Winter and heat loss are two things that unfortunately go together. The main consequence of heat loss in your home is that your energy bills will go up. There are some things you can do, however, to minimize heat waste in your home.
1. Add insulation. The best way to put the lid on heat loss is to make sure walls, ceilings and roofs are well-insulated. If you’re looking to get the most bang for your buck, start with adding attic insulation.
2. Cover up your water heater. While most newer storage water heaters have internal insulation, most older ones do not. While water is being stored for future use, heat escapes through the tank walls, which wastes energy. To fix this, get an insulating blanket and wrap your water heater in it. Be careful when wrapping gas-fueled water heaters, to avoid the vents and pipes.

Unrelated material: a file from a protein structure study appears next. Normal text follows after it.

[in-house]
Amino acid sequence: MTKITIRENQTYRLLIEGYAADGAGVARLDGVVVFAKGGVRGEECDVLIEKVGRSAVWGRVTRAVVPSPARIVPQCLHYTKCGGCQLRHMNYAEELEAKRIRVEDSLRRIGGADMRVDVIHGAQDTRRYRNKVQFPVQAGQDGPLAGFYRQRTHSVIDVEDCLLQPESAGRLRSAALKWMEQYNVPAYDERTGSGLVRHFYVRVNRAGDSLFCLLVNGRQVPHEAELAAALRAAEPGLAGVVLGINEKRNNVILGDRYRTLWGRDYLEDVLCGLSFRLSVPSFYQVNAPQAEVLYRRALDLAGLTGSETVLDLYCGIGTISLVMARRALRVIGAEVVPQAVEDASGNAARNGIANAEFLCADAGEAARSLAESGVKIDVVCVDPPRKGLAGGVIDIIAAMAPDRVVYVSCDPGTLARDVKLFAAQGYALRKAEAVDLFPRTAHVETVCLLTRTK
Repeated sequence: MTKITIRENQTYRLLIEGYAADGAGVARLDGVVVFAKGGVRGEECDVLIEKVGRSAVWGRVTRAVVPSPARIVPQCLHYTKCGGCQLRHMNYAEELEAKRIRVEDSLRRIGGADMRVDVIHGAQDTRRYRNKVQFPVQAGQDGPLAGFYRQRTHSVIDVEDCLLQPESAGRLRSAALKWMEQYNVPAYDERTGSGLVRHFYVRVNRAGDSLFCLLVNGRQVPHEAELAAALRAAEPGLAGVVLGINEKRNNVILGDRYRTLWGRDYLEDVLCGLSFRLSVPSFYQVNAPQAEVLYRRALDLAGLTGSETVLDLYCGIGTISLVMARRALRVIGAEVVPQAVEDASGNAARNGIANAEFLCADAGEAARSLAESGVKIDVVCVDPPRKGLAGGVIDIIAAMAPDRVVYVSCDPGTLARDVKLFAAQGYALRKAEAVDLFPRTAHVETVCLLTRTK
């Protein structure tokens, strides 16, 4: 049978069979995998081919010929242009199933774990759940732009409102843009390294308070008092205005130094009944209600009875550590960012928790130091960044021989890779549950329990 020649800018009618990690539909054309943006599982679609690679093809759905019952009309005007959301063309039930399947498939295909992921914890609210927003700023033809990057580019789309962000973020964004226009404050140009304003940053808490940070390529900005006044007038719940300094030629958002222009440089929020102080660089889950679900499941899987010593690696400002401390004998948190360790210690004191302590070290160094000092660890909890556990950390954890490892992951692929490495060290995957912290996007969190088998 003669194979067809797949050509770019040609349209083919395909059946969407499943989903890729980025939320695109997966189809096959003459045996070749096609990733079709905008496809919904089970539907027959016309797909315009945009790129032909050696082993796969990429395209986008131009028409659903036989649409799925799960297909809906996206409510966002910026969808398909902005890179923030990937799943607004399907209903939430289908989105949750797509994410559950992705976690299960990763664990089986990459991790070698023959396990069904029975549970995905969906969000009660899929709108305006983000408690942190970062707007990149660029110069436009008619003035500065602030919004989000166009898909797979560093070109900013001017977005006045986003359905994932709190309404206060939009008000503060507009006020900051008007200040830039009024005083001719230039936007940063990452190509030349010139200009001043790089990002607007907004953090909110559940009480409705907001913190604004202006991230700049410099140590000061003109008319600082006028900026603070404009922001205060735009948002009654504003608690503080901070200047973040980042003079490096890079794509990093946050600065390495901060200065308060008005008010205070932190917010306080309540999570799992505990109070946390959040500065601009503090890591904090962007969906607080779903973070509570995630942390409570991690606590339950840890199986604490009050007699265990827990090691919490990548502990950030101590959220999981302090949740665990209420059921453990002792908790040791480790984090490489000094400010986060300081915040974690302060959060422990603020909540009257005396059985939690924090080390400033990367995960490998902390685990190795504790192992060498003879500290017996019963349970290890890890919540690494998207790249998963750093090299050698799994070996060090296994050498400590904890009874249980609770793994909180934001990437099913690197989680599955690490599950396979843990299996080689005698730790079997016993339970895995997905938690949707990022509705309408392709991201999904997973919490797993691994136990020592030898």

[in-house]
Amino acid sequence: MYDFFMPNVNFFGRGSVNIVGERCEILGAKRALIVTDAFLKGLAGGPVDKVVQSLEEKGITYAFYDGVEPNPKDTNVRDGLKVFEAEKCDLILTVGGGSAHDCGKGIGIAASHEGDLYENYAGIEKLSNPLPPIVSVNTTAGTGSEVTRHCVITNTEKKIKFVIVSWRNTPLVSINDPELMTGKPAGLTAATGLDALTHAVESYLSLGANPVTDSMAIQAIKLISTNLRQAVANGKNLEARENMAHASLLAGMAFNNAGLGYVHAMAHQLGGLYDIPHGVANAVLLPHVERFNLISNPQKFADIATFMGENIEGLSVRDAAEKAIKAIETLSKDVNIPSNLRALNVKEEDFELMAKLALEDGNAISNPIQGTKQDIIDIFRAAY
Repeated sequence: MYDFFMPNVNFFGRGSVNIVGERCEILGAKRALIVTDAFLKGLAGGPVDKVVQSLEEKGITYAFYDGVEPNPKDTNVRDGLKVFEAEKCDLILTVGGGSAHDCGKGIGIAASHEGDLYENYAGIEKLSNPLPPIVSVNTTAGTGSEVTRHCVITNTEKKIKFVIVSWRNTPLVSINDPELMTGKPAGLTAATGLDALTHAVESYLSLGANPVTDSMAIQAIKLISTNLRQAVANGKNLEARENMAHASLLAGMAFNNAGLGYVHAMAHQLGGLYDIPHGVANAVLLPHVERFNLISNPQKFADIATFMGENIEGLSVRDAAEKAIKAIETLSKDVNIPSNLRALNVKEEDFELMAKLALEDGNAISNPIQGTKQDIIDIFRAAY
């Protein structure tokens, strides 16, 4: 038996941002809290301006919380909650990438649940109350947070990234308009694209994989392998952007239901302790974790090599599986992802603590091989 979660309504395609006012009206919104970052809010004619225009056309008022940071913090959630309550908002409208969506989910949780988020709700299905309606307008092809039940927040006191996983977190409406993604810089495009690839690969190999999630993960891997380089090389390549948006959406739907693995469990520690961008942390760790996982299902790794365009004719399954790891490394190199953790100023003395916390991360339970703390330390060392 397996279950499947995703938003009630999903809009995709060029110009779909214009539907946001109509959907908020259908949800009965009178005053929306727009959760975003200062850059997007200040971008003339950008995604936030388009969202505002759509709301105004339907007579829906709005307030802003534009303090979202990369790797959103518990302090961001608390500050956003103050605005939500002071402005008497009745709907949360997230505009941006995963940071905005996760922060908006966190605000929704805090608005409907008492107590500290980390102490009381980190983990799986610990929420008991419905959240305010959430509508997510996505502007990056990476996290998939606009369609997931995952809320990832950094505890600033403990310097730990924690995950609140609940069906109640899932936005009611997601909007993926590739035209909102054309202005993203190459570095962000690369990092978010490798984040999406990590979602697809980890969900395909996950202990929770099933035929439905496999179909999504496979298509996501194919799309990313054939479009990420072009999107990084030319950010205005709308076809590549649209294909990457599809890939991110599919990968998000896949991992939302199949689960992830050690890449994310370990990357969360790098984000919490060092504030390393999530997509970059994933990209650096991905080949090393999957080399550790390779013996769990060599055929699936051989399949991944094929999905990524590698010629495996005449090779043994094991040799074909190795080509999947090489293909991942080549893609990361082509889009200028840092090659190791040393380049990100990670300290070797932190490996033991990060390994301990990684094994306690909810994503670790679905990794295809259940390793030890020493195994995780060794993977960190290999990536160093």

3. Look at your pipes. Insulate the hot-water pipes coming from the water heater to reduce heat loss.
4. Check for air leaks. While you can argue that air leaks in your window and door joints help provide natural ventilation, they also cause significant heat loss. Weatherstripping can seal movable joints, and caulking can fix any other leaks around the door and window frames.
5. Check your siding and foundation. Inspect the exterior of your home to find sources of heat loss. Small holes or cracks in the exterior can easily be fixed with caulk or spray foam. The best places to check are any plumbing and wiring entrances to the home and where the walls meet the foundation
6. Replace dirty air filters. If the filters in your forced-air furnace are clogged, they can impact your indoor air quality and lower the efficiency of your furnace, which will waste energy.
If you need help or additional advice on saving energy this winter in your northwest Arkansas home, please contact us at Paschal Heat, Air & Geothermal.
Our goal is to help educate our customers in Springdale, Arkansas about energy and home comfort issues (specific to HVAC systems). For more information about preventing heat loss and other HVAC topics, download our free Home Comfort Resource guide.
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